• Absence of an appetite and refusal to drink. Because lack of drinking might cause dehydration, it is essential to regularly provide your Hamster with fresh water while undergoing therapy using either a sterile syringe or a dropper you acquire from your veterinarian. They can pass away rather suddenly if they become dehydrated.
  • Watery diarrhea in consistency may be found all over the cage or in puddles at the corner of the toilet.
  • Hamsters with damp tails have a stinky, dirty bottom that may be dark, black, or very sticky. This bottom may also be unclean and have a bad odor.
  • The scent of a wet underneath is terrible. You should get aid without delay if you notice that your Hamster has a strong odor or one that is significantly worse than normal.
  • An indication of overall sickness is a coat that is rumpled or unclean.
  • The Hamster walks in an abnormal manner, hunching its back and waddling rather than walking normally.
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If you observe any of these symptoms, it is imperative that you take your pet to a veterinarian that specializes in small animals or exotic animals as soon as possible. A wet tail can be fatal if it is not addressed.

How Should the Hamster Wet Underneath Be Treated

To successfully treat your Hamster’s wet underparts, you must first confirm that your pet has any bacterial or hygiene issues. Keep in mind that although diarrhea is a symptom of a bacterial illness (wet tail), your Hamster might have diarrhea/loose motions for reasons of having hygienic or other physiological health issues. For instance, if your Hamster consumes any vegetables that are high in water content, he may get diarrhea as a result of their consumption. 

If you are unsure of what causes diarrhea, the best place to start is with a veterinarian specializing in treating exotic animals.

If it turns out that he does have a bacterial illness, your Hamster vet will most likely write him a prescription for anti-bacterial drugs that are appropriate for hamsters and may also prescribe some fluid therapy to help him rehydrate.

If he is not eating, you may have to use a syringe to feed him exceptional hamster food or vegetable mix food.

You can also try administering anti-bacterial drops to your Hamster at home if you cannot take it to a specialist that treats exotic pets. If, after a few days of using these drops, you see that your Hamster’s condition has not improved, you should make an appointment with a veterinarian as soon as possible. The health of exotic animals can deteriorate exceptionally rapidly, and even a tiny amount of delay could result in the Hamster’s death.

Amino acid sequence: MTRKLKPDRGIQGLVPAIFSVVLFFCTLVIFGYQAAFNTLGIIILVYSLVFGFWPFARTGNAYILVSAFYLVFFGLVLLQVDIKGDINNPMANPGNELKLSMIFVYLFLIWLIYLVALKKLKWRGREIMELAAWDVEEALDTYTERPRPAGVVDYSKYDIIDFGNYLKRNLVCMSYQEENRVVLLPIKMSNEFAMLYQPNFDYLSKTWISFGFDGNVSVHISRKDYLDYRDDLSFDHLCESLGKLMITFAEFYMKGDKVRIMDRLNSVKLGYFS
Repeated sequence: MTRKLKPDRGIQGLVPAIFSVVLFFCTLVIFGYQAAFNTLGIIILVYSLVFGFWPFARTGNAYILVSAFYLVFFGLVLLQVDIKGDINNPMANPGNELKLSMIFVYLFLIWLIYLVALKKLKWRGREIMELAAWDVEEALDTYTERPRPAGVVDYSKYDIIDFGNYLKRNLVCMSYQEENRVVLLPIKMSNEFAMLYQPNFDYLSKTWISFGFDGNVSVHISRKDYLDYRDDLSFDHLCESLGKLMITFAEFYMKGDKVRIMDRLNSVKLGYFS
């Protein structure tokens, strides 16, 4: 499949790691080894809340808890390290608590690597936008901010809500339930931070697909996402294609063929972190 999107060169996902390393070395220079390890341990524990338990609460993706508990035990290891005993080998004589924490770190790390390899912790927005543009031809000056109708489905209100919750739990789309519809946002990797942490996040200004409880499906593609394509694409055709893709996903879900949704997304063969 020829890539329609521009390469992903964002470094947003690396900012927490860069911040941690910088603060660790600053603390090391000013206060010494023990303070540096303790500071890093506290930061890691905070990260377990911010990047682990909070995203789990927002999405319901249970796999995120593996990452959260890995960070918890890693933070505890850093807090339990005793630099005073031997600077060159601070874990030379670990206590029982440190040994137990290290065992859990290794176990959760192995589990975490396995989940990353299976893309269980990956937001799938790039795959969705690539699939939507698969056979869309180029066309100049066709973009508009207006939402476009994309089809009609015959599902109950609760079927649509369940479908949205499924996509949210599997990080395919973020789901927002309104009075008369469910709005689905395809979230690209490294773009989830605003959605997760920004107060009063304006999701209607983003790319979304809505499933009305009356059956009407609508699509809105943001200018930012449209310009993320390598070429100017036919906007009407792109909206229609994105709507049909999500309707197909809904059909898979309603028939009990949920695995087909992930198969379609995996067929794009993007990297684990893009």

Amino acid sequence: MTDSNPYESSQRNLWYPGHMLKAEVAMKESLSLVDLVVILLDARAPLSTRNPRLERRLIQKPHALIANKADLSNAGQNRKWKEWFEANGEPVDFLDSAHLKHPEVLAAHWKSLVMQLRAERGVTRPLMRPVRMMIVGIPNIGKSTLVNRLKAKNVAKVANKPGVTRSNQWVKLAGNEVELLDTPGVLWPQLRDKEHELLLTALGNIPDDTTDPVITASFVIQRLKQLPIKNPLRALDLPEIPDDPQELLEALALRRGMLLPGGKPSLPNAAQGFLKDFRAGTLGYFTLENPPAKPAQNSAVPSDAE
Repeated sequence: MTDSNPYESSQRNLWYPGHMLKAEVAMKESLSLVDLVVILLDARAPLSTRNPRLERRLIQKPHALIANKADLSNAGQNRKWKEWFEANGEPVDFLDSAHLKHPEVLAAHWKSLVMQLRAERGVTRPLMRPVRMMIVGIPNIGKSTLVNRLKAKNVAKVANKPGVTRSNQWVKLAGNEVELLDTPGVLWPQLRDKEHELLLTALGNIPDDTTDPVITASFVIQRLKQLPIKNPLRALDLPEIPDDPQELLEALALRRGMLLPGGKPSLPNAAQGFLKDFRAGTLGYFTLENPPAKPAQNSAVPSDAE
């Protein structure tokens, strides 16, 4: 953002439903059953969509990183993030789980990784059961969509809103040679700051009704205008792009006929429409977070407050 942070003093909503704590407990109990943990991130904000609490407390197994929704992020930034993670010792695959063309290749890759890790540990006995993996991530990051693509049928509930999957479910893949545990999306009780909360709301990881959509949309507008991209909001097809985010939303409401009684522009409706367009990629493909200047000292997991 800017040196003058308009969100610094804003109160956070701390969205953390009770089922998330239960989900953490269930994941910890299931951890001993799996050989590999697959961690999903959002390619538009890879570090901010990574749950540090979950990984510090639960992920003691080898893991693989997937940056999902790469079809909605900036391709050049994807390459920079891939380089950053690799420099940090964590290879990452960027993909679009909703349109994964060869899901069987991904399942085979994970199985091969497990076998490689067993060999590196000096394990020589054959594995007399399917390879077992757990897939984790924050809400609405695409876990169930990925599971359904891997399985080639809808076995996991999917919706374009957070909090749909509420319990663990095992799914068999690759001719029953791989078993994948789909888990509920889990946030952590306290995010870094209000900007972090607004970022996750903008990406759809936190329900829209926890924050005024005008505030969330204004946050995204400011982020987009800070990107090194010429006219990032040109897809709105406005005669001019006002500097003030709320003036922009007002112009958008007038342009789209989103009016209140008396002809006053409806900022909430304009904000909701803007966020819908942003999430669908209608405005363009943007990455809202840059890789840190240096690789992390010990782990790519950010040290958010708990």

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How to Avoid Your Hamster Getting Wet Underparts?

Even if you take excellent care of your Hamster, it is still possible for it to contract wet underparts. It’s all up to the randomness of the deck. Nevertheless, there are measures that you may take to avoid it as much as is humanly feasible. These measures include the following:

  • Check to see if any hamsters in the cage have damp tails, and make sure the cage is clean before buying a hamster.
  • Reduce the amount of handling you give baby hamsters.
  • Weekly cage cleaning with disinfectant and daily spot cleaning is required for your Hamster.
  • Separate all hamsters, including newcomers, until a veterinarian has had a chance to examine their overall health.
  • When new hamsters come into the house, it is essential to ensure they are kept in a stress-free environment.

What Kinds of Hamsters Are Most in Danger

Hamsters of any age or breed are susceptible to developing wet underparts or wet tails. On the other hand, there are a number of factors that, depending on how they are combined, might either indicate a higher or lower likelihood of getting the condition. Due to the length of their fur, Teddy Bear hamsters and Syrian hamsters of less than three months are the most susceptible to this condition. Elderly hamsters, regardless of breed, are sometimes unable to fully clean themselves owing to their advanced age, making them another high-risk category. The incidence of wet underparts in Roborovski dwarf hamsters is statistically the lowest of all hamster breeds.